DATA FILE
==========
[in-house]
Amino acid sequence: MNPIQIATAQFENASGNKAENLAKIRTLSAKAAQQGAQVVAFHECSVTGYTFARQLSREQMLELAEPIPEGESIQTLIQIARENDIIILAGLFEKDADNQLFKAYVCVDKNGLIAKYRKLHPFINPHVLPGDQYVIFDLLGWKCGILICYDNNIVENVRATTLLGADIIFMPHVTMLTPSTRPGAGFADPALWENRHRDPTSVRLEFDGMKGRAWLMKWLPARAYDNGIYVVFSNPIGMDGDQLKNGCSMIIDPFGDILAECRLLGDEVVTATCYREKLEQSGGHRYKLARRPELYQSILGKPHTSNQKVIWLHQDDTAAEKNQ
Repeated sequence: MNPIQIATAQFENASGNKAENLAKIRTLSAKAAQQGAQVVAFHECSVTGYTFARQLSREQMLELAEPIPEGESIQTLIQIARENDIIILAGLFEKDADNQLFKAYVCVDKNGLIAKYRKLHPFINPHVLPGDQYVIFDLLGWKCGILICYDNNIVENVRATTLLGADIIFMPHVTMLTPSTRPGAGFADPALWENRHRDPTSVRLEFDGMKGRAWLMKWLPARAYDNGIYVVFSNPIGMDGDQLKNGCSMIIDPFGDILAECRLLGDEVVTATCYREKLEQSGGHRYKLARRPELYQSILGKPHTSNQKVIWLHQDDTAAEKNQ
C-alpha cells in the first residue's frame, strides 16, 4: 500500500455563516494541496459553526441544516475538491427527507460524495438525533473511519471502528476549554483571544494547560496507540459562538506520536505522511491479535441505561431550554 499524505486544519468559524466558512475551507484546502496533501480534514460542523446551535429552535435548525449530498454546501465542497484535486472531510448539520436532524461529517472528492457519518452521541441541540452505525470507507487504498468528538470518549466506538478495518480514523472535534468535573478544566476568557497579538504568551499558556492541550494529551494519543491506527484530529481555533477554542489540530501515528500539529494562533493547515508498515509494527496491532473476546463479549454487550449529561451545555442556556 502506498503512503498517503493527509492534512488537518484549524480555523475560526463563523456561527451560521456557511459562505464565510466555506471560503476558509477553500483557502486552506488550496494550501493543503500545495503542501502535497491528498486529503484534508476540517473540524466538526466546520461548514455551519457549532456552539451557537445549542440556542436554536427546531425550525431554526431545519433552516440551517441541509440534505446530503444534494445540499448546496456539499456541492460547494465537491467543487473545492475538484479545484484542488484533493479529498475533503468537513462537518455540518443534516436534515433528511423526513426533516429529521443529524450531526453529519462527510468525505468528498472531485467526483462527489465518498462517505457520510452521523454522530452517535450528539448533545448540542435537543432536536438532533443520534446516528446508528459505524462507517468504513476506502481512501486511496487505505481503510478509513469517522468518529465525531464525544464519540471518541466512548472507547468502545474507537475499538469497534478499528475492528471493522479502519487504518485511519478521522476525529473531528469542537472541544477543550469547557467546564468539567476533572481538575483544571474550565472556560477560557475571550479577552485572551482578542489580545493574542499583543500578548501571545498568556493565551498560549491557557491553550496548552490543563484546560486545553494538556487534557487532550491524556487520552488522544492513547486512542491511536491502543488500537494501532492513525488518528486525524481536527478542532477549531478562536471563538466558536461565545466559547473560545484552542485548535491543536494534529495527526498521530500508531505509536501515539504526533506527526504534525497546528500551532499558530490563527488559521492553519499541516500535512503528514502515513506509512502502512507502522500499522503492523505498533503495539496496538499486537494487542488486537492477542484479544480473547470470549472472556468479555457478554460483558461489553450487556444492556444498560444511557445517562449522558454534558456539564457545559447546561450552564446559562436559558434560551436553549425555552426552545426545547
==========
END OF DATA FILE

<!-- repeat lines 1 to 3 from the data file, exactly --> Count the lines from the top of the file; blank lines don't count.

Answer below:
[in-house]
Amino acid sequence: MNPIQIATAQFENASGNKAENLAKIRTLSAKAAQQGAQVVAFHECSVTGYTFARQLSREQMLELAEPIPEGESIQTLIQIARENDIIILAGLFEKDADNQLFKAYVCVDKNGLIAKYRKLHPFINPHVLPGDQYVIFDLLGWKCGILICYDNNIVENVRATTLLGADIIFMPHVTMLTPSTRPGAGFADPALWENRHRDPTSVRLEFDGMKGRAWLMKWLPARAYDNGIYVVFSNPIGMDGDQLKNGCSMIIDPFGDILAECRLLGDEVVTATCYREKLEQSGGHRYKLARRPELYQSILGKPHTSNQKVIWLHQDDTAAEKNQ
Repeated sequence: MNPIQIATAQFENASGNKAENLAKIRTLSAKAAQQGAQVVAFHECSVTGYTFARQLSREQMLELAEPIPEGESIQTLIQIARENDIIILAGLFEKDADNQLFKAYVCVDKNGLIAKYRKLHPFINPHVLPGDQYVIFDLLGWKCGILICYDNNIVENVRATTLLGADIIFMPHVTMLTPSTRPGAGFADPALWENRHRDPTSVRLEFDGMKGRAWLMKWLPARAYDNGIYVVFSNPIGMDGDQLKNGCSMIIDPFGDILAECRLLGDEVVTATCYREKLEQSGGHRYKLARRPELYQSILGKPHTSNQKVIWLHQDDTAAEKNQ